Through Lifetime Adoption, the birth mother chooses the adoptive parents for her baby. Many factors can affect your wait time, including your adoption preferences – families with broader preferences will be presented to more expecting mothers and, therefore, have more opportunities for a birth mother to choose them. As a result, it’s impossible to guess how long it will take until you adopt.
Some families have had a birth mother choose them within a few months; others may take two years and sometimes even more. Our goal is that adoptive families are ready to say “yes!” and move forward when presented with an adoption opportunity. When you choose Lifetime Adoption, we’ll provide honest and transparent information about what to expect, suggest best practices, and provide recommendations through our exclusive membership website and monthly educational webinars.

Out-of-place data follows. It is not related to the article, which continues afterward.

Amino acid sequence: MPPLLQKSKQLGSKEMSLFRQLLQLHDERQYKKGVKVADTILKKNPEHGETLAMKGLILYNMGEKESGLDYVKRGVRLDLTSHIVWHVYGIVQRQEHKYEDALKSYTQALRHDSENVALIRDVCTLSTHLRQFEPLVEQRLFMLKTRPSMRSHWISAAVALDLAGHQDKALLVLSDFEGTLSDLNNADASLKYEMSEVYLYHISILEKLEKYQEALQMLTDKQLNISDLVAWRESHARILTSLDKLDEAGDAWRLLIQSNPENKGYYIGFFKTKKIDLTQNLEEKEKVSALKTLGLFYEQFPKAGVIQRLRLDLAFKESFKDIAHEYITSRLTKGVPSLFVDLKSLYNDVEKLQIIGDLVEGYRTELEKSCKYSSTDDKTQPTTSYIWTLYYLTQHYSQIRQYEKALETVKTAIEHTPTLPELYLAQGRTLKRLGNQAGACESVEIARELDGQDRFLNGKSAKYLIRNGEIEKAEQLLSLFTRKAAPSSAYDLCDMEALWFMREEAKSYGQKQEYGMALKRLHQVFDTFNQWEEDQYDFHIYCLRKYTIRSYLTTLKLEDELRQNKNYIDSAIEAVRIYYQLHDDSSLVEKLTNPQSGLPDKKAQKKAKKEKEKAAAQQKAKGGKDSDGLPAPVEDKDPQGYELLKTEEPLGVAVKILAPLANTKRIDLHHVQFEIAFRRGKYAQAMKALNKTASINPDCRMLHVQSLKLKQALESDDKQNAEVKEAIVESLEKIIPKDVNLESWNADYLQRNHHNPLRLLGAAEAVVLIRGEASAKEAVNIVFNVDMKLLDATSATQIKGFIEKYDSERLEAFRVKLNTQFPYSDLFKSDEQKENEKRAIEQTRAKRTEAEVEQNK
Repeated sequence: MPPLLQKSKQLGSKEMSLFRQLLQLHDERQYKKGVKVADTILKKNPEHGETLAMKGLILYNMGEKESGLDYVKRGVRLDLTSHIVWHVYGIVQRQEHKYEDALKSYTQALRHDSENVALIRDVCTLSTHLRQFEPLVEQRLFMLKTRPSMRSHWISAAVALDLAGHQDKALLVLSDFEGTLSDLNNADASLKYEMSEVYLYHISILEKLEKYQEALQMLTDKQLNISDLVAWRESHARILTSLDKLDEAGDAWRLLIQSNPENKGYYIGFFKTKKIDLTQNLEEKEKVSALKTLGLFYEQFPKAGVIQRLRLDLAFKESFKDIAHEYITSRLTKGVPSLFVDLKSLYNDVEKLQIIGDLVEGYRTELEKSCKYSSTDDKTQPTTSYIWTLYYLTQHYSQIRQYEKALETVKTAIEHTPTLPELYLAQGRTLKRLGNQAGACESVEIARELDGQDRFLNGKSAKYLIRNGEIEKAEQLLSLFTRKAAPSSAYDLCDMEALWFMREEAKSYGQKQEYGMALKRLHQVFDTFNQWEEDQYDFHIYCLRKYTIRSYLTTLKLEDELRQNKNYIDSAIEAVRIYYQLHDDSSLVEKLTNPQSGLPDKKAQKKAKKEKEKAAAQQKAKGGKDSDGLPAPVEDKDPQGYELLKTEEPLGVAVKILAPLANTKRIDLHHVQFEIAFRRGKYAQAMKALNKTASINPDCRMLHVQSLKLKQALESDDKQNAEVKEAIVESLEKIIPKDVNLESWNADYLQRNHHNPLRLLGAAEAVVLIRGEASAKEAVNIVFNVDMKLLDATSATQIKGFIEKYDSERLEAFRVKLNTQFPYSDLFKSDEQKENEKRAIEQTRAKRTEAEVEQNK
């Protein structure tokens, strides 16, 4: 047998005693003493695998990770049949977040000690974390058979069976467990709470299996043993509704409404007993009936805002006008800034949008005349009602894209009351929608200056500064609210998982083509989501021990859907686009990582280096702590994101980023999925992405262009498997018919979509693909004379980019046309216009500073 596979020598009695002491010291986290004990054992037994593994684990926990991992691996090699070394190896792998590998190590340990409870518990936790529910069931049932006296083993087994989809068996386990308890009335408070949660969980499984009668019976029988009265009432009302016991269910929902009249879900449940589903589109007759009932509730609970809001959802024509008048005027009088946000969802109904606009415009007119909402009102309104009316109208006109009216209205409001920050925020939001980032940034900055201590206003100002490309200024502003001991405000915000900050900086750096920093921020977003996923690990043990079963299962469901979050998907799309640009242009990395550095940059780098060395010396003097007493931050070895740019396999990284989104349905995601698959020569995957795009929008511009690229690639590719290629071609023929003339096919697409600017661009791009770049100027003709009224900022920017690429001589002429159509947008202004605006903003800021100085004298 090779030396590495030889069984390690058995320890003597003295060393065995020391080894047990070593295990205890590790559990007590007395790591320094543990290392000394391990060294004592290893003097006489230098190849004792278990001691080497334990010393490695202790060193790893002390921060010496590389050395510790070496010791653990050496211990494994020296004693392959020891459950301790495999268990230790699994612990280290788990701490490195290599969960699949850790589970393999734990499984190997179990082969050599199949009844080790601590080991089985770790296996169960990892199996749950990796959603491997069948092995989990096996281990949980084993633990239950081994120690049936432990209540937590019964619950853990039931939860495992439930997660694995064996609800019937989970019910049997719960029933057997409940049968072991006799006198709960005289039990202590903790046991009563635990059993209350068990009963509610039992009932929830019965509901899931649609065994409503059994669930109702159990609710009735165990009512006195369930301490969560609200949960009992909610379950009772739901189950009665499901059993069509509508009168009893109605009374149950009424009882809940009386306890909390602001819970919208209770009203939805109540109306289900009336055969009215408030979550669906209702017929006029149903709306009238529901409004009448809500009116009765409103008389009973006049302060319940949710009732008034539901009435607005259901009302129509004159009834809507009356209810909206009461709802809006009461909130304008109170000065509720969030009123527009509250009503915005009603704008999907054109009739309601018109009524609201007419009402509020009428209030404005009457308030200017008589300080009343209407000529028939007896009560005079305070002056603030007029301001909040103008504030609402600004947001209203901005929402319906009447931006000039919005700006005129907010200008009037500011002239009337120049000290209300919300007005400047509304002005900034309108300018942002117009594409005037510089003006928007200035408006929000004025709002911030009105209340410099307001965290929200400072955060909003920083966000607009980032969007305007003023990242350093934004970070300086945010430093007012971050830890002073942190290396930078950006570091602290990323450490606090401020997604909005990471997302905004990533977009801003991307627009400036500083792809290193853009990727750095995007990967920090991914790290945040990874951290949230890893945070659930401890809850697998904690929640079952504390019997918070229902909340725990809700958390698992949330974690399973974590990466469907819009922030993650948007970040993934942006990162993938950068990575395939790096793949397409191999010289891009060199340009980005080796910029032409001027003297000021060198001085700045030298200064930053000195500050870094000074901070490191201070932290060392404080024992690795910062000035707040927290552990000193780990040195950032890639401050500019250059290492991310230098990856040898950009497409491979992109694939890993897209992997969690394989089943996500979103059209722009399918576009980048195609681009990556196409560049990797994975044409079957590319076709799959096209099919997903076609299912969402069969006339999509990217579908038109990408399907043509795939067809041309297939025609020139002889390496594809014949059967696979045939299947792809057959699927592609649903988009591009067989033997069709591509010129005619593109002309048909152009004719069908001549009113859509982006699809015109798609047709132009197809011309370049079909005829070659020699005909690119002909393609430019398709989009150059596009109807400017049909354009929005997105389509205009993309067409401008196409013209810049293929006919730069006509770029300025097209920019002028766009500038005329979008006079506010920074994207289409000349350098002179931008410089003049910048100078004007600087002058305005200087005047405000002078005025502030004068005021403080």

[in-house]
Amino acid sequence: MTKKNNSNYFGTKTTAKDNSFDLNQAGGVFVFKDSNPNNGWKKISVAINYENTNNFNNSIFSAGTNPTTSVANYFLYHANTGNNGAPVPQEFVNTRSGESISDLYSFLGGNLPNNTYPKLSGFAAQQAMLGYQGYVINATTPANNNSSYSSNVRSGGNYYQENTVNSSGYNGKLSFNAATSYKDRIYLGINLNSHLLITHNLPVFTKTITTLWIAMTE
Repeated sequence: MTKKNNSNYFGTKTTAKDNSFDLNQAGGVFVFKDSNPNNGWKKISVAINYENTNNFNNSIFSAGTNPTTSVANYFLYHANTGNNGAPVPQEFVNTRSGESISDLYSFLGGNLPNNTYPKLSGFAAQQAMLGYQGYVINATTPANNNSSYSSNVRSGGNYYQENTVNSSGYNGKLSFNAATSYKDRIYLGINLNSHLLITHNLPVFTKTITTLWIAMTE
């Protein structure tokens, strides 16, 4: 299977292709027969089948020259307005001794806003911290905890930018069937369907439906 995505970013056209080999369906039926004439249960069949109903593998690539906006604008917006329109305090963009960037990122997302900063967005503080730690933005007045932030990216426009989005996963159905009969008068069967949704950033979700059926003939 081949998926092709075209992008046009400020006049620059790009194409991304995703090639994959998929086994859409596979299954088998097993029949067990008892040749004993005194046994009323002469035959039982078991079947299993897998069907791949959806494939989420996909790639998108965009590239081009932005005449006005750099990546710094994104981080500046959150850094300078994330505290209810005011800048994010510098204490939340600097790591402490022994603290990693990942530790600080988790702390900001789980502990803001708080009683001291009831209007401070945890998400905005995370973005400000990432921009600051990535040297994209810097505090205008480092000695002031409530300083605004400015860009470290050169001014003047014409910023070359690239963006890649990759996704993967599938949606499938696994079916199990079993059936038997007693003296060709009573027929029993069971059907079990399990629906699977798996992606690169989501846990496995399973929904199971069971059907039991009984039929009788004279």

Focus on What You Can Control
As I shared above, there are many steps hopeful adoptive parents can take to help limit how long the process takes. The best thing you can do is focus on what you can control. Be honest about your preferences and have realistic expectations for how long your adoption process will take.
However, all couples must understand that no matter what they do, they will still have an unpredictable wait. Adoption is a matter of the heart, so the process will always be unpredictable. Birth mothers have their own reasons for choosing a family, and their priorities may change along the way.
It’s best to spend your time trying not to worry if your wait takes longer than expected. When the joyous day arrives to welcome a new child into your family, the wait will have been worth it!